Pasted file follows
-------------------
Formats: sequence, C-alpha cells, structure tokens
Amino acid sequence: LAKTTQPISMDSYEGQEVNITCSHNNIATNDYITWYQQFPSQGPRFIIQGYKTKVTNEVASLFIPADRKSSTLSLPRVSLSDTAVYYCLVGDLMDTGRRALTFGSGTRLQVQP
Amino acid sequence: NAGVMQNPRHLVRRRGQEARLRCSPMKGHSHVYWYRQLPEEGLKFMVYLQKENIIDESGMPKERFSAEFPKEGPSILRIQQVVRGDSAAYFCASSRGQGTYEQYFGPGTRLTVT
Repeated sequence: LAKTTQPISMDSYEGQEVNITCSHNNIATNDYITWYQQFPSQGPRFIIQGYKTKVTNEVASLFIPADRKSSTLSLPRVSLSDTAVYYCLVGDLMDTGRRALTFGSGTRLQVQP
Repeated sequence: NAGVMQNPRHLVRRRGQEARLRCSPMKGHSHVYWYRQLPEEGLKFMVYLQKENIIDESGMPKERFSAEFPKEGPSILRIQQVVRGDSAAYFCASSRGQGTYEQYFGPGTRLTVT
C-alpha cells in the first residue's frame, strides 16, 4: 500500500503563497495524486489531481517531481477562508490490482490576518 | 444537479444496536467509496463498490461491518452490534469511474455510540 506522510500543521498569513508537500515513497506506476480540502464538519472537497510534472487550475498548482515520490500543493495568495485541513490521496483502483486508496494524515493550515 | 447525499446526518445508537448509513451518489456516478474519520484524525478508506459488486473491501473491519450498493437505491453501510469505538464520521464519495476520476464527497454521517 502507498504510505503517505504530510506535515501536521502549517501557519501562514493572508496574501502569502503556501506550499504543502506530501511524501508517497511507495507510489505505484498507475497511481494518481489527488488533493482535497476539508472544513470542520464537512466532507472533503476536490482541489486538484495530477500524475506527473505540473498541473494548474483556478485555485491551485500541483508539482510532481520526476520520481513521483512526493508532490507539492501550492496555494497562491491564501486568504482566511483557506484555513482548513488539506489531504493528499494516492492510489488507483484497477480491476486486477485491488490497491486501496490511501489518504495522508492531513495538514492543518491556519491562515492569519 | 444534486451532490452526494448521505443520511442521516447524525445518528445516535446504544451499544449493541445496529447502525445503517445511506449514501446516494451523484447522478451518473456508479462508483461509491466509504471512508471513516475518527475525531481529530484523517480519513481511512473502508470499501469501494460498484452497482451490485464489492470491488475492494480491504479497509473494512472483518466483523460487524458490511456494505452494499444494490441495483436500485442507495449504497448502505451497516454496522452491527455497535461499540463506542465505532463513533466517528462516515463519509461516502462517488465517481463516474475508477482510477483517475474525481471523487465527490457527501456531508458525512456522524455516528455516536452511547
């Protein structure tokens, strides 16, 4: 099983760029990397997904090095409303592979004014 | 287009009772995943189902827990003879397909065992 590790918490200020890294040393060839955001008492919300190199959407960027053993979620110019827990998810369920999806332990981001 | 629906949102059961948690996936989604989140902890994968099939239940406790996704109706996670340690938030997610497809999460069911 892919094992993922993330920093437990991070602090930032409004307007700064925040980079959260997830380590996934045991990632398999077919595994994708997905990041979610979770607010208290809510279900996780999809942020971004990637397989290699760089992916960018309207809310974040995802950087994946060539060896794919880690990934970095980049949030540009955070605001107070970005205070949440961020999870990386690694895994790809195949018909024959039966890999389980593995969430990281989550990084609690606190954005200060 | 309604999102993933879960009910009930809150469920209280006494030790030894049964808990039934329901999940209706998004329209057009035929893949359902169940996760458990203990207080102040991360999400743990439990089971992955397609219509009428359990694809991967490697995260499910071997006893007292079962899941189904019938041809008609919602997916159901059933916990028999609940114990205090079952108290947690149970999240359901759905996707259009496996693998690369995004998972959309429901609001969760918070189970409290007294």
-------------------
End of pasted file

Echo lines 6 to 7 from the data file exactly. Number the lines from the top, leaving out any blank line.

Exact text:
C-alpha cells in the first residue's frame, strides 16, 4: 500500500503563497495524486489531481517531481477562508490490482490576518 | 444537479444496536467509496463498490461491518452490534469511474455510540 506522510500543521498569513508537500515513497506506476480540502464538519472537497510534472487550475498548482515520490500543493495568495485541513490521496483502483486508496494524515493550515 | 447525499446526518445508537448509513451518489456516478474519520484524525478508506459488486473491501473491519450498493437505491453501510469505538464520521464519495476520476464527497454521517 502507498504510505503517505504530510506535515501536521502549517501557519501562514493572508496574501502569502503556501506550499504543502506530501511524501508517497511507495507510489505505484498507475497511481494518481489527488488533493482535497476539508472544513470542520464537512466532507472533503476536490482541489486538484495530477500524475506527473505540473498541473494548474483556478485555485491551485500541483508539482510532481520526476520520481513521483512526493508532490507539492501550492496555494497562491491564501486568504482566511483557506484555513482548513488539506489531504493528499494516492492510489488507483484497477480491476486486477485491488490497491486501496490511501489518504495522508492531513495538514492543518491556519491562515492569519 | 444534486451532490452526494448521505443520511442521516447524525445518528445516535446504544451499544449493541445496529447502525445503517445511506449514501446516494451523484447522478451518473456508479462508483461509491466509504471512508471513516475518527475525531481529530484523517480519513481511512473502508470499501469501494460498484452497482451490485464489492470491488475492494480491504479497509473494512472483518466483523460487524458490511456494505452494499444494490441495483436500485442507495449504497448502505451497516454496522452491527455497535461499540463506542465505532463513533466517528462516515463519509461516502462517488465517481463516474475508477482510477483517475474525481471523487465527490457527501456531508458525512456522524455516528455516536452511547
């Protein structure tokens, strides 16, 4: 099983760029990397997904090095409303592979004014 | 287009009772995943189902827990003879397909065992 590790918490200020890294040393060839955001008492919300190199959407960027053993979620110019827990998810369920999806332990981001 | 629906949102059961948690996936989604989140902890994968099939239940406790996704109706996670340690938030997610497809999460069911 892919094992993922993330920093437990991070602090930032409004307007700064925040980079959260997830380590996934045991990632398999077919595994994708997905990041979610979770607010208290809510279900996780999809942020971004990637397989290699760089992916960018309207809310974040995802950087994946060539060896794919880690990934970095980049949030540009955070605001107070970005205070949440961020999870990386690694895994790809195949018909024959039966890999389980593995969430990281989550990084609690606190954005200060 | 309604999102993933879960009910009930809150469920209280006494030790030894049964808990039934329901999940209706998004329209057009035929893949359902169940996760458990203990207080102040991360999400743990439990089971992955397609219509009428359990694809991967490697995260499910071997006893007292079962899941189904019938041809008609919602997916159901059933916990028999609940114990205090079952108290947690149970999240359901759905996707259009496996693998690369995004998972959309429901609001969760918070189970409290007294």